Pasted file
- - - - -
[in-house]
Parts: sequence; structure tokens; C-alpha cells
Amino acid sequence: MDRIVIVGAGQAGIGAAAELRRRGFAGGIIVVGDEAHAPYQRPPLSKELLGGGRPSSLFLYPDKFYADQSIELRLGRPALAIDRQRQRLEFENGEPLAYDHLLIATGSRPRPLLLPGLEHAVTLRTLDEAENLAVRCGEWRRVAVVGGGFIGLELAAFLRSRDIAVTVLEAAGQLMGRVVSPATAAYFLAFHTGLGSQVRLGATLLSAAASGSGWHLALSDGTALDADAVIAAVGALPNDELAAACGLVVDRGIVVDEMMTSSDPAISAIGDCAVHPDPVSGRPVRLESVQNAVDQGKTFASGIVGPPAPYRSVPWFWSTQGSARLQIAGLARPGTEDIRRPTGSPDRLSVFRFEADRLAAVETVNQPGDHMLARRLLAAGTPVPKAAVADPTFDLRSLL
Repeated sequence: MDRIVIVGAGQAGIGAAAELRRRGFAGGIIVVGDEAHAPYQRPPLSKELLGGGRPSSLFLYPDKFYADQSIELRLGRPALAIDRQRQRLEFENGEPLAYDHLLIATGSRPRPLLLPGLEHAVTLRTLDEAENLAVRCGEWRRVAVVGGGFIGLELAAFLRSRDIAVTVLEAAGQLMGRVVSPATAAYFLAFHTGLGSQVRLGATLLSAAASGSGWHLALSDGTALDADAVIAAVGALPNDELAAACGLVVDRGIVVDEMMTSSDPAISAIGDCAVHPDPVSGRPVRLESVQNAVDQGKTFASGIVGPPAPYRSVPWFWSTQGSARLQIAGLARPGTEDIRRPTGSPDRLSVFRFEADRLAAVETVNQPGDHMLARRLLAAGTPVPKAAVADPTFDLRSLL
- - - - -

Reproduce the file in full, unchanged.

[in-house]
Parts: sequence; structure tokens; C-alpha cells
Amino acid sequence: MDRIVIVGAGQAGIGAAAELRRRGFAGGIIVVGDEAHAPYQRPPLSKELLGGGRPSSLFLYPDKFYADQSIELRLGRPALAIDRQRQRLEFENGEPLAYDHLLIATGSRPRPLLLPGLEHAVTLRTLDEAENLAVRCGEWRRVAVVGGGFIGLELAAFLRSRDIAVTVLEAAGQLMGRVVSPATAAYFLAFHTGLGSQVRLGATLLSAAASGSGWHLALSDGTALDADAVIAAVGALPNDELAAACGLVVDRGIVVDEMMTSSDPAISAIGDCAVHPDPVSGRPVRLESVQNAVDQGKTFASGIVGPPAPYRSVPWFWSTQGSARLQIAGLARPGTEDIRRPTGSPDRLSVFRFEADRLAAVETVNQPGDHMLARRLLAAGTPVPKAAVADPTFDLRSLL
Repeated sequence: MDRIVIVGAGQAGIGAAAELRRRGFAGGIIVVGDEAHAPYQRPPLSKELLGGGRPSSLFLYPDKFYADQSIELRLGRPALAIDRQRQRLEFENGEPLAYDHLLIATGSRPRPLLLPGLEHAVTLRTLDEAENLAVRCGEWRRVAVVGGGFIGLELAAFLRSRDIAVTVLEAAGQLMGRVVSPATAAYFLAFHTGLGSQVRLGATLLSAAASGSGWHLALSDGTALDADAVIAAVGALPNDELAAACGLVVDRGIVVDEMMTSSDPAISAIGDCAVHPDPVSGRPVRLESVQNAVDQGKTFASGIVGPPAPYRSVPWFWSTQGSARLQIAGLARPGTEDIRRPTGSPDRLSVFRFEADRLAAVETVNQPGDHMLARRLLAAGTPVPKAAVADPTFDLRSLL